Birds can learn all kinds of tricks, including how to talk, dance, and fetch -- and yes, you can also potty train birds. But potty-training your avian friend isn't the same as house-training a puppy. In fact, some experts say training a bird to "hold it" for extended periods can potentially lead to health problems. Instead, bird potty training involves working with their natural elimination habits. With this approach, you can keep your bird healthy and your house mess-free.
What Does It Take to Potty Train a Bird?
Pet birds, even small birds like parakeets, are intelligent animals that can quickly learn commands. They also have a sphincter-like muscle that allows them to control when they defecate, but they go much more frequently than other animals. Depending on the size and species of your bird, they might defecate once an hour or as often as every 10 minutes. Smaller species tend to go more frequently than larger birds.
Bird potty training should be done very carefully. It can be harmful for a bird to hold their waste for too long. The goal with this training is to encourage them to go on command, which will help you avoid unwanted droppings on your clothes, hair, or favorite piece of furniture.
Before You Start Potty Training
There are a few prerequisites you should consider before you jump into the training. Each of these can impact how effectively you're able to train your bird. Keep these factors in mind, and you will improve your chances of success.
Understand Their Natural Bathroom Schedule
You don't need to learn exactly when your bird defecates, but you should have an idea of how often they need to go. Watch your bird closely for a few hours and record when they poop. From this information, you should be able to determine whether they go about every 15 minutes, every 40 minutes, etc.
It's also helpful if you can identify any signs your bird displays when preparing to defecate. Maybe they lower their tail or back up right before they go. This will help when training. Finally, watch to see if there's a specific location where they like to eliminate.
Settle on a "Potty" Command
You'll need to settle on a visual or verbal (or both) cue for "Potty." Make sure it's unique from any other commands your bird knows so they're not confused (and you don't accidentally give the cue at an inopportune time). The phrase "Go potty" with a gesture pointing downward may work well if you're searching for ideas. Be sure to settle on something and stay consistent throughout your training.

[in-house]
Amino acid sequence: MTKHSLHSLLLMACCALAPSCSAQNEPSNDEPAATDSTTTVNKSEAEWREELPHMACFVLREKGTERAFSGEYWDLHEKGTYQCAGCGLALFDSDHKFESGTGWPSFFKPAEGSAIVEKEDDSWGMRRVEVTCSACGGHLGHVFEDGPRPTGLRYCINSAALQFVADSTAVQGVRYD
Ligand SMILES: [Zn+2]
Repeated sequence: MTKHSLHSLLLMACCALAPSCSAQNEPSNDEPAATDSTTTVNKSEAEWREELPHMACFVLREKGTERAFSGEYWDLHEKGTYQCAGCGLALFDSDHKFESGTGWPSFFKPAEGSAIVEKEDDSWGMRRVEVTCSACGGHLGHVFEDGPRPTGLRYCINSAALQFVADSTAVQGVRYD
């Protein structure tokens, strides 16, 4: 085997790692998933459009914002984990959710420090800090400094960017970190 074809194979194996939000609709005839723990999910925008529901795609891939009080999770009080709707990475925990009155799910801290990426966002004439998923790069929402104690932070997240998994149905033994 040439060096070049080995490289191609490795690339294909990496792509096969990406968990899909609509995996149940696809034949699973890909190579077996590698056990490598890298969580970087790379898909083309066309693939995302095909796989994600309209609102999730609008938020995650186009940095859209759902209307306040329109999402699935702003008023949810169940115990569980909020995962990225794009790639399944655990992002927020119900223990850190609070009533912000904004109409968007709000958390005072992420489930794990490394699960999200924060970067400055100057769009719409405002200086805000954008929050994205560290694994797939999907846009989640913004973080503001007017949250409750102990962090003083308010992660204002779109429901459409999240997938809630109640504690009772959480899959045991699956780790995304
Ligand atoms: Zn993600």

Be Open to Failure
Before you begin training, know that potty training your bird won't be foolproof. Because birds poop so often, there's a good chance they'll have at least a few messes. Holding it for too long is also harmful to birds, so never scold them for going outside the designated area.
Steps for Potty Training Your Bird
Are you ready to begin potty training your pet bird? Follow these steps to set yourself up for success.
- Time it: As soon as you see your bird defecate on their own, set a stopwatch, remove them from their cage, and begin playing with them.
- Get ready: When your watch reads that it's about time for your bird to poop (for example, 19 minutes later if you previously discovered your bird poops every 20 minutes), bring them to an easy-to-clean "potty" area. This can be a place you know they like to eliminate, a perch over a trash can, or back in their cage.
- Give the command: Calmly yet assertively use the potty command.
- Wait for it: Watch for any warning signs they're about to go and make sure you use the command right before they defecate.
- Reward the behavior: After they potty, take them back out and continue playing with them.
- Keep at it: Do this a few times a day for several days in a row.
- Enjoy the rewards: Your bird will eventually learn the command for "Potty," which you can use before playtime or visits with friends to minimize messes.
Safely Potty Train Birds
Training your bird can be a bonding experience. However, even with the "Potty" command, you'll still need to pay close attention to your bird's natural elimination schedule. Bring your bird back to their cage when it's about their usual time to go. Make sure they don't rely on your command to defecate. Instead, simply treat it as a trick. Potty training can certainly come in handy when you want to prevent messes for short periods.